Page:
So I thought this would be a fun little series to start, where I share what I learned in different phases in my life. I wanted to start with University. I was thinking about High School, but that is now so long ago that my brain blanked when I tried to think of things I learnt back in High School. Good job, brain. However, I can still remember what I learned back in university.
I started university in 2010. I studied for three years and completed my Bachelor of Music. Then, I took a gap year, then went back for a year and completed my Graduate of Teaching Diploma in early Childhood. Here’s what I learnt during my time there, not related to what I was studying.
- It’s okay to skip the occasional class.
Yes okay. I did skip one or two classes sometimes, but I planned ahead with those! I made sure that there wasn’t a test that day, or nothing super important was being covered. If I felt a little run down, or I had some other assignments to catch up on, then I would sometimes just stay at home or in the library. You need it, and it meant that instead of being unfocused in class, I was focused elsewhere. If you told this to high school me, I think she would flip out and freak. Skipping a class (even if your brain is fried) was unthinkable.
- You’ll get addicted to some kind of caffeine
Coffee, energy drinks, tea, sodas, you’ll end up picking up one of these as a habit from university. Or maybe you started early in high school. I would drink it once or twice in high school, but I wasn’t really fond of it. By the end of university, I was hooked on it, and had adjusted to weird sleeping patterns depending on what assignments I was working on.
- You’ll meet like-minded people
After high school, I drifted into another group of friends. It’s hard to see the same group everyday if you’re studying different subjects, and even more if you’re at different universities. It just happens. You will however meet people who you click with and have the same interests. I met some amazing people while studying music. We would have arguments and conversations about soundtracks and classical music that I wouldn’t have had with anyone else. Also, we all went together to see the final Harry Potter movie at midnight.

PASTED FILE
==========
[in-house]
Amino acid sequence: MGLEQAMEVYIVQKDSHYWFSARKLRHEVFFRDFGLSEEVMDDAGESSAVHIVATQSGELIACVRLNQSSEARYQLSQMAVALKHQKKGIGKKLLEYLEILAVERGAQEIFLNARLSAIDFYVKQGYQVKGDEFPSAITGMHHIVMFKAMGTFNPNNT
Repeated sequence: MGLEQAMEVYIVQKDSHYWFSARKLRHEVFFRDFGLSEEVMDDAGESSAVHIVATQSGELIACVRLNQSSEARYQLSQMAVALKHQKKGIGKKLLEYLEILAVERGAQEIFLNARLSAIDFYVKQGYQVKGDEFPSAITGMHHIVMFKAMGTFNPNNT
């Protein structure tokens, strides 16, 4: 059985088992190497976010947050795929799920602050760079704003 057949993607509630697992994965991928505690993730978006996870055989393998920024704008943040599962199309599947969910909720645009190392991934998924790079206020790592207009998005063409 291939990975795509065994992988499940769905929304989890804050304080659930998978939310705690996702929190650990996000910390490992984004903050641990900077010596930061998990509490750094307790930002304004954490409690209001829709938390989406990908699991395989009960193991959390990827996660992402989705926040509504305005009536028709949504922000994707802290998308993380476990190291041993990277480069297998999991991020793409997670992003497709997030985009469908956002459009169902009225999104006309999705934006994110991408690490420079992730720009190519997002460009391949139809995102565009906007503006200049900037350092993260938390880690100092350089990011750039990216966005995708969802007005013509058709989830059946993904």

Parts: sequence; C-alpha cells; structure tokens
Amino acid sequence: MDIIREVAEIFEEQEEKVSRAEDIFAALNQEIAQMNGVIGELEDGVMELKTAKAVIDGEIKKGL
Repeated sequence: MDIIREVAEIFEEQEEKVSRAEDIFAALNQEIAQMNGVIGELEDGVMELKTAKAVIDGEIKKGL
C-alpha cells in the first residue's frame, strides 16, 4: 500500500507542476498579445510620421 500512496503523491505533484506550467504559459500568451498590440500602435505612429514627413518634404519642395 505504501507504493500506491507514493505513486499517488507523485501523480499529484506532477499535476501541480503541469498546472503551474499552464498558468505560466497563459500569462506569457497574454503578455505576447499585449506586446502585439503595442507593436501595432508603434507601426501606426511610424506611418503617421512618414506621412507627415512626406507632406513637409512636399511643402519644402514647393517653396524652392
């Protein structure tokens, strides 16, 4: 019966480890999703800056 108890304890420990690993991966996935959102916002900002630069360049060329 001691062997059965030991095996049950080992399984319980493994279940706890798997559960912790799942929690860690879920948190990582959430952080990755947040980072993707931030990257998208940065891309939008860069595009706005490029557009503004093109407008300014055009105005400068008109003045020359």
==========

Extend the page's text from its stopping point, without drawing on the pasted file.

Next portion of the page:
- You’ll get overwhelmed
Some more than others, but everyone will have a mini freak out or even a meltdown. There’s a lot more work that goes into university studies. You’re learning things a lot more in-depth than you did before, and you’re squeezing this into a shorter amount of time. Sometimes your brain just freaks, and you need to have a cry. Or multiple cries. Stop, take a breath, and take a break, or talk to someone. But don’t keep trying to force yourself to work. Your brain won’t co-operate after a certain point.
- You’ll make your parents proud
So this one is pretty cute. Obviously, my own parents were very proud of me for graduating and getting my degree. They came to the graduation ceremony, clapped, yelled ‘woo’ when I got my diploma on stage etc. But the story that sticks out in my mind is one of a friend’s. His mum pretty much followed us to the back where we were lining up to come to our seats. She was taking lots of photos, waving, and had permanent tears in her eyes. She was so beyond excited, you couldn’t help but smile. It was a night full of proud families and loved ones, which was just so wonderful.
That’s all I can think of for now. I think five is a good number to wrap it up at! Anything else you guys would like to add to this list?
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